I've been avoiding starting to learn one of the pieces that was written for Violet. I looked at is back in the summer when we first got the music, decided it was going to be really hard to learn, put in a few basic fingerings and bowings, and then put it away. And every time I went to practice over the last few months I've thought to myself, "I really need to start looking at X," and then would decide there were more pressing things to practice.
Well-- I really can't avoid it any longer, as the time for performance is coming up. So this morning, after changing my strings and doing a good warm up (and lots and lots of tuning!), I finally picked up The Piece.
And then I found myself wanting to do what many young practicers do-- I wanted to start at the beginning. See, the beginning isn't all that hard, and it's pretty, and I know it, so why not play that? But my professor brain took over and I actually said to myself out loud (somewhat starting my sleeping pup), "No, Katrin. That's not the part you need to practice," and I flipped to where things start getting really squirly, and started working.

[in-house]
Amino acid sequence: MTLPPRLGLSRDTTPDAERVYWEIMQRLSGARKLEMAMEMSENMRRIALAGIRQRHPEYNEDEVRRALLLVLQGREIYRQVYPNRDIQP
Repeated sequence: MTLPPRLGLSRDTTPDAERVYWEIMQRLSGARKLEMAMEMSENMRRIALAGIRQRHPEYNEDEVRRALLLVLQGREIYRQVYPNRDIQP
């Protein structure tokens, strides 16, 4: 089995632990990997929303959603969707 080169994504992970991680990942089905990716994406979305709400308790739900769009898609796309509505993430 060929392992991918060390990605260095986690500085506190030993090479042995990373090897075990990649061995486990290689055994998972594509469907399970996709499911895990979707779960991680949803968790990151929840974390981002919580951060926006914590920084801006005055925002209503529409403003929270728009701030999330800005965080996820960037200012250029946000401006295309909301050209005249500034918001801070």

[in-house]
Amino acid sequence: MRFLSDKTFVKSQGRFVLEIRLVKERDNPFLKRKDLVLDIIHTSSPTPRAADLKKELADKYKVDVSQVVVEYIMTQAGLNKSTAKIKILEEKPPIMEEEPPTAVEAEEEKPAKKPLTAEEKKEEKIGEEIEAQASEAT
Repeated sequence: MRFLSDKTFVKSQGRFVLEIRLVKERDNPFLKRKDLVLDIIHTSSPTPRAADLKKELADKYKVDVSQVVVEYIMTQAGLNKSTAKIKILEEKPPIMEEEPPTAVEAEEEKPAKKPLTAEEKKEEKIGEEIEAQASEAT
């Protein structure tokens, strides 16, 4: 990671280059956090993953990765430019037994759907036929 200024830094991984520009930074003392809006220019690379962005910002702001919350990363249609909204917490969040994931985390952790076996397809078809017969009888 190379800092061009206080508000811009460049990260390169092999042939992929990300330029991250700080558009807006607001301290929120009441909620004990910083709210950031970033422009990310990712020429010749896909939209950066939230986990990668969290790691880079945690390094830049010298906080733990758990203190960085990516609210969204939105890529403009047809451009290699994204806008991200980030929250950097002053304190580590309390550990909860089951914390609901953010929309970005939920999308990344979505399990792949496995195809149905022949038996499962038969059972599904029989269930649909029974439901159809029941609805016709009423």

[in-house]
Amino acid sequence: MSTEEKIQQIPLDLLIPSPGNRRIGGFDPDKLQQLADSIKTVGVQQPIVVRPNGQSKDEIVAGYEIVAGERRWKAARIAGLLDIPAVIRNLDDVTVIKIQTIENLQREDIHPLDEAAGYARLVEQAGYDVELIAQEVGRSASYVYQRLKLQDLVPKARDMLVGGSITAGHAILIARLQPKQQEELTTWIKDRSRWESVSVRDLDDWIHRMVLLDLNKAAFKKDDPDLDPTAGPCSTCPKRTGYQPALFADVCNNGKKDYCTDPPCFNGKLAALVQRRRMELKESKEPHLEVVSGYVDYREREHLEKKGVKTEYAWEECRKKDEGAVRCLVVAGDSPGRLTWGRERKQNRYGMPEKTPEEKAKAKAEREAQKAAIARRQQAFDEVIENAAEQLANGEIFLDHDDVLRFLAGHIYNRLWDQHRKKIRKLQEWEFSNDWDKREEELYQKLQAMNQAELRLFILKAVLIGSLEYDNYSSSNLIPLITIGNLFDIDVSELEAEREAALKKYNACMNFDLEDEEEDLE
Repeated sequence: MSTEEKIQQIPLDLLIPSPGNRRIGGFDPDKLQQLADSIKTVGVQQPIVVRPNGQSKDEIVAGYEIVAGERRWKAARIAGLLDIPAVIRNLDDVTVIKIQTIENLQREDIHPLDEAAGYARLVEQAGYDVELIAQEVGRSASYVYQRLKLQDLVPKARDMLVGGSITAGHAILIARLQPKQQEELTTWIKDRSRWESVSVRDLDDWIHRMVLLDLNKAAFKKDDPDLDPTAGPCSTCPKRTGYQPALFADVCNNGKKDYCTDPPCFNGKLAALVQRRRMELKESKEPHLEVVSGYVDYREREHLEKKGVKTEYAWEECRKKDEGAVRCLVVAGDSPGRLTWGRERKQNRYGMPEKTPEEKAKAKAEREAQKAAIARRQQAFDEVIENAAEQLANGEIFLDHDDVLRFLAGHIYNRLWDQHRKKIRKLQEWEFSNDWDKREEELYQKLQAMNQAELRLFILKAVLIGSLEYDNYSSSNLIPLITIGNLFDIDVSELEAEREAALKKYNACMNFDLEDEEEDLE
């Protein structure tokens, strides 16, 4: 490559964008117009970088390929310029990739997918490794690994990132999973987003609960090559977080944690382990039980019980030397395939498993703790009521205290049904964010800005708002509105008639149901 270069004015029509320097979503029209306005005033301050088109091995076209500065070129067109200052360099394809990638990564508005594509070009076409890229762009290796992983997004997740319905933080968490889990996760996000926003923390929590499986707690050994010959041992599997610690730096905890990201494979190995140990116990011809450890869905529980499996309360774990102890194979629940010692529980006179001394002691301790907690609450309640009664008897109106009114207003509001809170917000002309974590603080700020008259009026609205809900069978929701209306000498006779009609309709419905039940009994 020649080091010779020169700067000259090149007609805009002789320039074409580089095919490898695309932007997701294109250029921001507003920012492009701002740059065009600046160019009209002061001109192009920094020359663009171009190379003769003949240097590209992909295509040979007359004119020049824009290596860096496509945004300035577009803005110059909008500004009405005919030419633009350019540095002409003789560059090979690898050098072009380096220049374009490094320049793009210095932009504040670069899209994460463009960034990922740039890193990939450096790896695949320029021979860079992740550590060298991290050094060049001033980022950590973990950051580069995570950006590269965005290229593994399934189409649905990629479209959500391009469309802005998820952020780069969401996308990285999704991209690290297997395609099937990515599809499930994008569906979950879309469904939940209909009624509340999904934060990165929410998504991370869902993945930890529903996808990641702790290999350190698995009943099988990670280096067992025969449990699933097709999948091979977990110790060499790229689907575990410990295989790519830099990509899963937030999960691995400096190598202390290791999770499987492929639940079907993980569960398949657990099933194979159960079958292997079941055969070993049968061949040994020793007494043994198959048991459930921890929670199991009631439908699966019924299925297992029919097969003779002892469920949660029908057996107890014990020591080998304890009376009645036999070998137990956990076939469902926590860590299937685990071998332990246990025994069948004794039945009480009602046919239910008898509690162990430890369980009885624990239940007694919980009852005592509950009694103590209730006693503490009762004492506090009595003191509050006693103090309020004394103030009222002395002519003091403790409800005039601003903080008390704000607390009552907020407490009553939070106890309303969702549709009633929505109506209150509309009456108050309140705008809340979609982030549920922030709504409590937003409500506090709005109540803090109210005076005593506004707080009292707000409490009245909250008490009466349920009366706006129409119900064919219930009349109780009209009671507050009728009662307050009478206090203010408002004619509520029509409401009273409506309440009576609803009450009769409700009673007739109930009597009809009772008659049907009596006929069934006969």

The funny thing is, I practiced a few lines for about 15 minutes, and by the end they sounded BOATLOADS better, and certainly weren't as hard as I'd made them out to be.
It's pretty amazing the things we tell ourselves, and the power they have. "This piece is really hard." No wonder I waited months to start learning it. And now that I've finally gotten going, I find it to be a challenge, but not impossible, and with just a bit of work every day, I'll definitely be able to perform this well by the concert.
To think I could have avoided months of angst over the piece by just tackling it. Silly me.